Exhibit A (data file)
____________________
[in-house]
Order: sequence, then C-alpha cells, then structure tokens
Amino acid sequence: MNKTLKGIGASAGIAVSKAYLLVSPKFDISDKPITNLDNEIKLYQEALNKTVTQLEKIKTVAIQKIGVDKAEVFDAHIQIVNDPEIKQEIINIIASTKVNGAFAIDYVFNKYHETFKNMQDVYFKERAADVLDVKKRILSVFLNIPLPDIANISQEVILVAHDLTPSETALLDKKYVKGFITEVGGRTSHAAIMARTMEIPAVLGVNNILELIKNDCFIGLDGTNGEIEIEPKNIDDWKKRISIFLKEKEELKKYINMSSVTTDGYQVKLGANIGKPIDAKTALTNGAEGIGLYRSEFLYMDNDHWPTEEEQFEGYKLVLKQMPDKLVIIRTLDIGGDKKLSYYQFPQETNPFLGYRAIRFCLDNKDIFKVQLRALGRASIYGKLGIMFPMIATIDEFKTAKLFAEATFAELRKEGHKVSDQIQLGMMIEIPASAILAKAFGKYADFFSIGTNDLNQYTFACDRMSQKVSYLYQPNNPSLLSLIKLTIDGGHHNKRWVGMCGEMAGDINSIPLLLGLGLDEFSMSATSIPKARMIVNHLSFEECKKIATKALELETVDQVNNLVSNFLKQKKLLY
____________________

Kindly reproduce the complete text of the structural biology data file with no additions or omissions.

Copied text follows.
[in-house]
Order: sequence, then C-alpha cells, then structure tokens
Amino acid sequence: MNKTLKGIGASAGIAVSKAYLLVSPKFDISDKPITNLDNEIKLYQEALNKTVTQLEKIKTVAIQKIGVDKAEVFDAHIQIVNDPEIKQEIINIIASTKVNGAFAIDYVFNKYHETFKNMQDVYFKERAADVLDVKKRILSVFLNIPLPDIANISQEVILVAHDLTPSETALLDKKYVKGFITEVGGRTSHAAIMARTMEIPAVLGVNNILELIKNDCFIGLDGTNGEIEIEPKNIDDWKKRISIFLKEKEELKKYINMSSVTTDGYQVKLGANIGKPIDAKTALTNGAEGIGLYRSEFLYMDNDHWPTEEEQFEGYKLVLKQMPDKLVIIRTLDIGGDKKLSYYQFPQETNPFLGYRAIRFCLDNKDIFKVQLRALGRASIYGKLGIMFPMIATIDEFKTAKLFAEATFAELRKEGHKVSDQIQLGMMIEIPASAILAKAFGKYADFFSIGTNDLNQYTFACDRMSQKVSYLYQPNNPSLLSLIKLTIDGGHHNKRWVGMCGEMAGDINSIPLLLGLGLDEFSMSATSIPKARMIVNHLSFEECKKIATKALELETVDQVNNLVSNFLKQKKLLY